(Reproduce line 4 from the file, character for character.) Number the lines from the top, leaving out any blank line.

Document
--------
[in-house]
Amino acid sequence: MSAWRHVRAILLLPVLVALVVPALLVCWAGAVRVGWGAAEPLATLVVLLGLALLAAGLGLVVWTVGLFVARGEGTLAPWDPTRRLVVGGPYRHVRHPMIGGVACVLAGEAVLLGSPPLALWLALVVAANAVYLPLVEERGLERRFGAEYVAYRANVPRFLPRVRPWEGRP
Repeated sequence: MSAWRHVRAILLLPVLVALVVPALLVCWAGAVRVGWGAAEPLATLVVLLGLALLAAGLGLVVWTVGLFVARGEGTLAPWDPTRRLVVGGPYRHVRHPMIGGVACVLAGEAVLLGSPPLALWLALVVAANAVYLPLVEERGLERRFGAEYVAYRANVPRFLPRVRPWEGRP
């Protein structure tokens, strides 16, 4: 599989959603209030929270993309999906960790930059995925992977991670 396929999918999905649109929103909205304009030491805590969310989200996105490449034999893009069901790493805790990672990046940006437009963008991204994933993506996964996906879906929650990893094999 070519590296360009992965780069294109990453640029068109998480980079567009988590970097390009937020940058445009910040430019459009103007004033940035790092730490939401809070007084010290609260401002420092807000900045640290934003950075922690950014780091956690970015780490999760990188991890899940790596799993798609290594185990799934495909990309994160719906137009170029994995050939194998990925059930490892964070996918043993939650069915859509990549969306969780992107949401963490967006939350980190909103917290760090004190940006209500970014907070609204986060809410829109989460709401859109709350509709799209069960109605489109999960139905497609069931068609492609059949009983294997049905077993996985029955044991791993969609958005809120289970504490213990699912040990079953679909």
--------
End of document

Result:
């Protein structure tokens, strides 16, 4: 599989959603209030929270993309999906960790930059995925992977991670 396929999918999905649109929103909205304009030491805590969310989200996105490449034999893009069901790493805790990672990046940006437009963008991204994933993506996964996906879906929650990893094999 070519590296360009992965780069294109990453640029068109998480980079567009988590970097390009937020940058445009910040430019459009103007004033940035790092730490939401809070007084010290609260401002420092807000900045640290934003950075922690950014780091956690970015780490999760990188991890899940790596799993798609290594185990799934495909990309994160719906137009170029994995050939194998990925059930490892964070996918043993939650069915859509990549969306969780992107949401963490967006939350980190909103917290760090004190940006209500970014907070609204986060809410829109989460709401859109709350509709799209069960109605489109999960139905497609069931068609492609059949009983294997049905077993996985029955044991791993969609958005809120289970504490213990699912040990079953679909």